The last time that the battle of Bir Hakeim was run with NQM was in March 2013, over the course of a day. This time, five of us played it inside two hours on a Tuesday evening, with an extra half an hour for set up and break down. The plan was for Jon Freitag to join us online, but I was too late in setting up the link. Sorry Jon!
Rommel’s plan can be seen on the link above that shows a map. His plan was for 15th and 21st Panzer divisions to loop around the south of Bir Hakeim, whilst Ariete armoured division swung north to attack the position from the rear.
XXX Corps planned to conduct a Mobile defence between brigade boxes and an extensive series of minefields. 1st Free French Brigade anchored the southern tip of this defensive belt at Bir Hakeim (old Man’s Well). Orbats for the battle can be found here.
In order to chivvy such a large battle along and keep it to time, some brutal simplifications were needed. Supporting elements were trimmed down, including artillery support. Several units that were on the battlefield, but which played no part were omitted. Practically every combat unit was classified as light except for the French, who defended as medium. Air support was omitted completely.
The battle was fought on a 120mm grid, which seemed to work well and which gave more manoevre space on the table. Each wheeled or tracked element moved three squares per move.
The game followed a historical path with the exceptions that 7th Armoured Divisional Commander avoided capture and the battle in the cauldron was a more concentrated affair, as the British succeeded in coordinating the attacks of its five effective armoured brigades from 1st and 7th Armoured divisions. I could have thrown a lot of umpire grit into the works, but there seemed little point.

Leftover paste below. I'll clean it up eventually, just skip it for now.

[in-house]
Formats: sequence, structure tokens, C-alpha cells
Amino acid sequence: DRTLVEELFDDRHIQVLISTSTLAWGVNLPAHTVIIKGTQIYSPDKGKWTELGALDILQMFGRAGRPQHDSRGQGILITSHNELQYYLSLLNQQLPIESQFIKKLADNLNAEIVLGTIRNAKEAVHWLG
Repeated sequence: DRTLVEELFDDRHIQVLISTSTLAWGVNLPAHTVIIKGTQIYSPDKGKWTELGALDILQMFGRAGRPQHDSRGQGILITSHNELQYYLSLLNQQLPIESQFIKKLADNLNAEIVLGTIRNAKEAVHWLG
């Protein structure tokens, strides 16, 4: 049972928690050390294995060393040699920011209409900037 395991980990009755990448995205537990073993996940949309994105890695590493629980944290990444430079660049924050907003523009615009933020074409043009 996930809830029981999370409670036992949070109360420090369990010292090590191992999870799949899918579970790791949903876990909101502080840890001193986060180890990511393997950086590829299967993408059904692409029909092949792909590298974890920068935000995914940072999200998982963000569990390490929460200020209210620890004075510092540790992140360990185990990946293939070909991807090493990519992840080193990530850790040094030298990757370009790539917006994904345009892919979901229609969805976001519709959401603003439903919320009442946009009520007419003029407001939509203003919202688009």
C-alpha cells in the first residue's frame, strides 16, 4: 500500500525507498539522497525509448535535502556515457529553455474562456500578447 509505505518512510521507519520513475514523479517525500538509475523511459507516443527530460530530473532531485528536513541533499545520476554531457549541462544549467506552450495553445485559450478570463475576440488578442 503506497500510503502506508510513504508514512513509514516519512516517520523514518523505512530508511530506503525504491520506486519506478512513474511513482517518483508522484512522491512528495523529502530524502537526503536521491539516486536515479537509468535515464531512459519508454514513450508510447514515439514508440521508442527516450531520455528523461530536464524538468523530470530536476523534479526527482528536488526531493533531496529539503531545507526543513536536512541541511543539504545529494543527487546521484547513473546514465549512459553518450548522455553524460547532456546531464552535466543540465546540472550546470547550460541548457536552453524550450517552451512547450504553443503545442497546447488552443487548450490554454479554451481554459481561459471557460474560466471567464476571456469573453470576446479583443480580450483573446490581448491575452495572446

The game ended with the Germans running short of fuel in the Cauldron as armoured cars from 7th Armoured Division chased fuel bowsers around the desert and Rommel, who was trying to avoid capture.¹
- Most fuel was carried in jerricans or “flimsies” but showing fuel bowsers helps players identify the unit on a crowded battlefield that is full of otherwise identical trucks.
- I had the impression that players preferred the certainties of a grid system for resolving combats. There were certinly fewer queries as to why this or that extra unit could not be included in a particular firefight. This may just have been due to me bundling everything along at speed, but everyone seemed content to set the matches up and roll dice.
- I still don’t like the Napoleonic way in which units form ranks and squares on a grid system, but nobody else seemed to mind much.
- Squares make movement quicker. For 15mm figures, a 40mm frontage on 120mm squares and 50mm for 150mm would seem to be the sweet spot for real estate. This only matters if you care about uniformity : I don’t.